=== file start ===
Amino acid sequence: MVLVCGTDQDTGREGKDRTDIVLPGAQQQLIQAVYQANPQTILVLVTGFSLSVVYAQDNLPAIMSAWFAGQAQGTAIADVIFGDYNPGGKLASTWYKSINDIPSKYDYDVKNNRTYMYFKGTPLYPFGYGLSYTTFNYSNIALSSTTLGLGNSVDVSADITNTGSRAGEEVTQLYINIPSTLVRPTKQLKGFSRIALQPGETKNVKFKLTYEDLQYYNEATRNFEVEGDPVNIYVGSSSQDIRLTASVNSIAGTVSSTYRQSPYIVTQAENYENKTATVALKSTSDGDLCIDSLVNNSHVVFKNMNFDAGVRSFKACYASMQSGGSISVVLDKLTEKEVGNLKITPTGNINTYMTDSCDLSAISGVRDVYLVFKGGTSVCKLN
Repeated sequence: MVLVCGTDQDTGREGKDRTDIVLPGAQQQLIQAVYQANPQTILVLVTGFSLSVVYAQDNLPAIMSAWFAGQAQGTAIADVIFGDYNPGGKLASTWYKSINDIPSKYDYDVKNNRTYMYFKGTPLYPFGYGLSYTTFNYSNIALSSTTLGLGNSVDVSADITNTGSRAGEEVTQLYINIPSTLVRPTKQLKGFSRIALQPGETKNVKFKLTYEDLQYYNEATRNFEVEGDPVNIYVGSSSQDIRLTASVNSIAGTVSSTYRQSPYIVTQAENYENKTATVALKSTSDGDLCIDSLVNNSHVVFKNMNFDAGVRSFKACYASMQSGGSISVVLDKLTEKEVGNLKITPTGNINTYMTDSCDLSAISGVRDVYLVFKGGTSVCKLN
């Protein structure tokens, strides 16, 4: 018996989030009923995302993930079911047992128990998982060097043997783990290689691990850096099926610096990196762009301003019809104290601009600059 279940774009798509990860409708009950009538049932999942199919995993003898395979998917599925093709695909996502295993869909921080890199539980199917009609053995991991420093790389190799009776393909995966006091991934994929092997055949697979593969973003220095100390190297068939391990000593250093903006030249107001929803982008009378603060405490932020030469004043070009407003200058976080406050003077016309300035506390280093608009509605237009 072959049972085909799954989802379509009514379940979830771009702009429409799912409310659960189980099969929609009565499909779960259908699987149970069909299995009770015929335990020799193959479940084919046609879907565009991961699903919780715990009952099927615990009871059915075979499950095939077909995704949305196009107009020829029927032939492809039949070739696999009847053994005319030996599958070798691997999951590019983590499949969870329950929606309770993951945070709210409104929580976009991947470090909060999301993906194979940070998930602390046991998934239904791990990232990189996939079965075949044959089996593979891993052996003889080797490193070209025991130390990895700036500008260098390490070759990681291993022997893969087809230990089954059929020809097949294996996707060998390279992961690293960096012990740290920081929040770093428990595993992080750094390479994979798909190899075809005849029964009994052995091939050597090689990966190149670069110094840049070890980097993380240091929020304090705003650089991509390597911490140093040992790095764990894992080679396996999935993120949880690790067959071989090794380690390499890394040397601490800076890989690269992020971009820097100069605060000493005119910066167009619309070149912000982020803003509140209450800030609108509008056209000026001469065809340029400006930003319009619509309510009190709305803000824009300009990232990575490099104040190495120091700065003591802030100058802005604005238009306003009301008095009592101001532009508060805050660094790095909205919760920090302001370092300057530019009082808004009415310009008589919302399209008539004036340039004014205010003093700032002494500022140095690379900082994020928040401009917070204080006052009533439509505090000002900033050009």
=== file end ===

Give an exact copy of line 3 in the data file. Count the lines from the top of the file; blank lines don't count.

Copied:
């Protein structure tokens, strides 16, 4: 018996989030009923995302993930079911047992128990998982060097043997783990290689691990850096099926610096990196762009301003019809104290601009600059 279940774009798509990860409708009950009538049932999942199919995993003898395979998917599925093709695909996502295993869909921080890199539980199917009609053995991991420093790389190799009776393909995966006091991934994929092997055949697979593969973003220095100390190297068939391990000593250093903006030249107001929803982008009378603060405490932020030469004043070009407003200058976080406050003077016309300035506390280093608009509605237009 072959049972085909799954989802379509009514379940979830771009702009429409799912409310659960189980099969929609009565499909779960259908699987149970069909299995009770015929335990020799193959479940084919046609879907565009991961699903919780715990009952099927615990009871059915075979499950095939077909995704949305196009107009020829029927032939492809039949070739696999009847053994005319030996599958070798691997999951590019983590499949969870329950929606309770993951945070709210409104929580976009991947470090909060999301993906194979940070998930602390046991998934239904791990990232990189996939079965075949044959089996593979891993052996003889080797490193070209025991130390990895700036500008260098390490070759990681291993022997893969087809230990089954059929020809097949294996996707060998390279992961690293960096012990740290920081929040770093428990595993992080750094390479994979798909190899075809005849029964009994052995091939050597090689990966190149670069110094840049070890980097993380240091929020304090705003650089991509390597911490140093040992790095764990894992080679396996999935993120949880690790067959071989090794380690390499890394040397601490800076890989690269992020971009820097100069605060000493005119910066167009619309070149912000982020803003509140209450800030609108509008056209000026001469065809340029400006930003319009619509309510009190709305803000824009300009990232990575490099104040190495120091700065003591802030100058802005604005238009306003009301008095009592101001532009508060805050660094790095909205919760920090302001370092300057530019009082808004009415310009008589919302399209008539004036340039004014205010003093700032002494500022140095690379900082994020928040401009917070204080006052009533439509505090000002900033050009």